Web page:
Three years ago we wrote about the social care crisis in our post Old Age Care: Where do we go from here? By now, there should have been some changes implemented to help ease the crisis.
However, social care reforms have, once again, been put on hold. Lord Bethell, parliamentary under secretary of state at the Department of Health and Social Care recently said he cannot commit to a social care plan before the end of 2020.
The Social Care Crisis
The fact is, care is expensive. Many people find, as they reach their twilight years, all of their money is siphoned off to pay for the care they need, often having to sell their home to afford even a basic level of care. This leaves nothing for their families to inherit once they pass away.
Time is running out
Years of inaction around the social care crisis means the government is under increasing pressure to solve the problem. Any proposed plan by the government has since been missed or dropped. Including a cap on care costs which was supposed to come into effect in 2016, then delayed until 2020.
Back in July, the head of the NHS told the BBC that plans to adequately fund the social care sector need to be in place within a year. He added that the COVID-19 crisis had shone a “very harsh spotlight” on the “resilience” of the care system.
Before the coronavirus pandemic there were at least 1.5 million people who were living without the care they need. That number is likely to have inflated a significant amount.
As we approach winter, still firmly in the grasp of COVID-19, it is feared the social care crisis will only get worse without an urgent overhaul of the current social care system.
Let’s face it, we’re all likely to need some kind of care in the future. This is an issue that is going to affect all of us in one way or another.
Reforming the social care system is complex
The idea behind the social care reforms is to allow people to get the care they need in later life, without having to sell their homes to afford it. So far, the government has failed to set out how they plan to do this.
The cost for reforming the social care system will be huge. Which is probably why no government has made much effort to tackle it yet. It can now be argued, however, that they can no longer afford to ignore it. The coronavirus pandemic has proved to be an unwelcome reminder of just how important social care is to so many people.
There isn’t an easy answer
You just have to do a quick search online and you will find an array of articles with a different ideas and opinions on how the crisis can be solved. Whether that is improving the system we currently have or introducing a whole new solution.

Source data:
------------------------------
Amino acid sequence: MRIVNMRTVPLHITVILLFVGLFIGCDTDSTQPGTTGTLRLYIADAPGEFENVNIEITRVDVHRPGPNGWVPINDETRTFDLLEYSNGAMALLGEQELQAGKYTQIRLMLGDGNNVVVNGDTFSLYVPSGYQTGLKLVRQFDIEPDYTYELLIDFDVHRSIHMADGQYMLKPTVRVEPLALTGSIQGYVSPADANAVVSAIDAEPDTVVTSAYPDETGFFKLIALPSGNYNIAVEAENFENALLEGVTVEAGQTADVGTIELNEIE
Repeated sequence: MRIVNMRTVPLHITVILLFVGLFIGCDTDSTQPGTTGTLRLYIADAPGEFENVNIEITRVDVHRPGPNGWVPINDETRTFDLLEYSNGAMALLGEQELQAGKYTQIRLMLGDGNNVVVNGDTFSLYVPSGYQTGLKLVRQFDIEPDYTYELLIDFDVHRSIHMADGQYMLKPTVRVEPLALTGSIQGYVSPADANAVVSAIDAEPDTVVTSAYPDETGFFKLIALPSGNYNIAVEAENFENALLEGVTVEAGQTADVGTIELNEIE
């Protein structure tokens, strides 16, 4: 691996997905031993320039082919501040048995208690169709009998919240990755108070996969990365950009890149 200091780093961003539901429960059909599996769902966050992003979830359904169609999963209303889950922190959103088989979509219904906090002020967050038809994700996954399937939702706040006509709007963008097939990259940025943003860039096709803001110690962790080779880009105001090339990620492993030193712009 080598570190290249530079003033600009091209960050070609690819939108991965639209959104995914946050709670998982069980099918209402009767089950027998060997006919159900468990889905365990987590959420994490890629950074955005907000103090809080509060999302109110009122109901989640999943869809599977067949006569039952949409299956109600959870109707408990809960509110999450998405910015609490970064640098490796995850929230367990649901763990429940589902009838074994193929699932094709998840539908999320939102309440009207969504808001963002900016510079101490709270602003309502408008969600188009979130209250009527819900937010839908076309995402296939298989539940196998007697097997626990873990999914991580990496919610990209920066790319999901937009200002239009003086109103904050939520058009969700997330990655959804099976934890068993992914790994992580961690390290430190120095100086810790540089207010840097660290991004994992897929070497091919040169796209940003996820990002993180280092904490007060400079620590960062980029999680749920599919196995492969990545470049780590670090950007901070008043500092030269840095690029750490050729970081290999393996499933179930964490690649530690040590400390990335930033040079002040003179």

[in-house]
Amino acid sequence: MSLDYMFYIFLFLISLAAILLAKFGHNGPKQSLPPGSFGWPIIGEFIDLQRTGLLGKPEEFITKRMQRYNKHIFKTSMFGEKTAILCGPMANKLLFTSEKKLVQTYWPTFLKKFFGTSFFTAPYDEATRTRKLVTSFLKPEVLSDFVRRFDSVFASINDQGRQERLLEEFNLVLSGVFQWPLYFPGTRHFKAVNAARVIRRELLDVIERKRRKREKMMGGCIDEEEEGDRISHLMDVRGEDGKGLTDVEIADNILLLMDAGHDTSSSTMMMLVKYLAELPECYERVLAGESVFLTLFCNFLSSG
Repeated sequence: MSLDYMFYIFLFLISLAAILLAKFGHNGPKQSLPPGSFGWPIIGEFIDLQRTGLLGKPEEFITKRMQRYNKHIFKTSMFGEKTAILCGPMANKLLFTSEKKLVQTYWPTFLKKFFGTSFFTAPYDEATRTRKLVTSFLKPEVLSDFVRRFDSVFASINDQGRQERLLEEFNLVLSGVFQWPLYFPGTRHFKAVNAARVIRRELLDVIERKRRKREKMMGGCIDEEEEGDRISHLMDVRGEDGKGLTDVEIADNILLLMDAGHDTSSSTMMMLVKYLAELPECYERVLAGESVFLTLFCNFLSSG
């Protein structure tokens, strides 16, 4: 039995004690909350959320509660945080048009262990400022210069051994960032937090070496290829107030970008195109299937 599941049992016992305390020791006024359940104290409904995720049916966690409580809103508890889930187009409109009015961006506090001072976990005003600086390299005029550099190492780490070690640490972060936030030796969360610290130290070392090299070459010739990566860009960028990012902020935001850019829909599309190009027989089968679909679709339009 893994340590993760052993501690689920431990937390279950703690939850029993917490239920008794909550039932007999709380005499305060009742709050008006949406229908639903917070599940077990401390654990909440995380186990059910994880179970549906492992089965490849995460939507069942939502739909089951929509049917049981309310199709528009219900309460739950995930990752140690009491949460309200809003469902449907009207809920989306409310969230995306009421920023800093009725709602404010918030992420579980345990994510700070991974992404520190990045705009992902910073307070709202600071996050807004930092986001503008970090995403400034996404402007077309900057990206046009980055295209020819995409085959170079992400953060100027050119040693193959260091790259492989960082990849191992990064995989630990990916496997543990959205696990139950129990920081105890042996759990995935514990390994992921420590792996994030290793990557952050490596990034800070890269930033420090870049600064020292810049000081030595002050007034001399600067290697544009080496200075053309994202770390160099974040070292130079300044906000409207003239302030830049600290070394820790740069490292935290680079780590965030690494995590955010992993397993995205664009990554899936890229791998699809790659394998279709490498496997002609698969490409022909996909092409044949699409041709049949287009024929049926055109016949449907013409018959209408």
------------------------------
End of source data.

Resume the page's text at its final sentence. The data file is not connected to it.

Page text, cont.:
Moving social care into the NHS is an old idea that has been circulating for a while amongst commentators. Some argue that it is unfair that our health needs are taken care of for free in the NHS, whereas we receive little or no support for care.
What is the government saying?
Prime minister, Boris Johnson, has said that he is committed to bringing a proposal forward and is planning to ‘get it done’ by the end of the current parliament. He pointed out that social care is complex and could not be fixed overnight (fair enough, but it’s been over 20 years now…) and there are a lot of important moral and social issues associated with any reform.
Lord Bethell commented “it will require a huge amount of political collaboration and I suspect it will take longer than the next few months.”
Whatever the government choose to do, they will need to remember to plan for the staff too. It’s all very well funding a new care system but if you don’t have enough of the amazing workers to fill the requirements, it’s not going to work.
The COVID pandemic has allowed us to shine a spotlight on the key workers who made huge sacrifices to look after people. Now would be a good time to make sure they are looked after too.
Are you concerned about paying for future care costs?
It’s always a good idea to have a chat with your Financial Adviser too. It’s their job to help make sure your money lasts as long as you need it to. Ask your adviser about including long term care planning into your financial plan.
Get in touch if you would like to have a chat with us about your later life finances. You’ll be in good hands, Ralph is a fully accredited member of the Society of Later Life Advisers (SOLLA), giving you the peace of mind that you are receiving quality specialist knowledge of this ever-changing sector.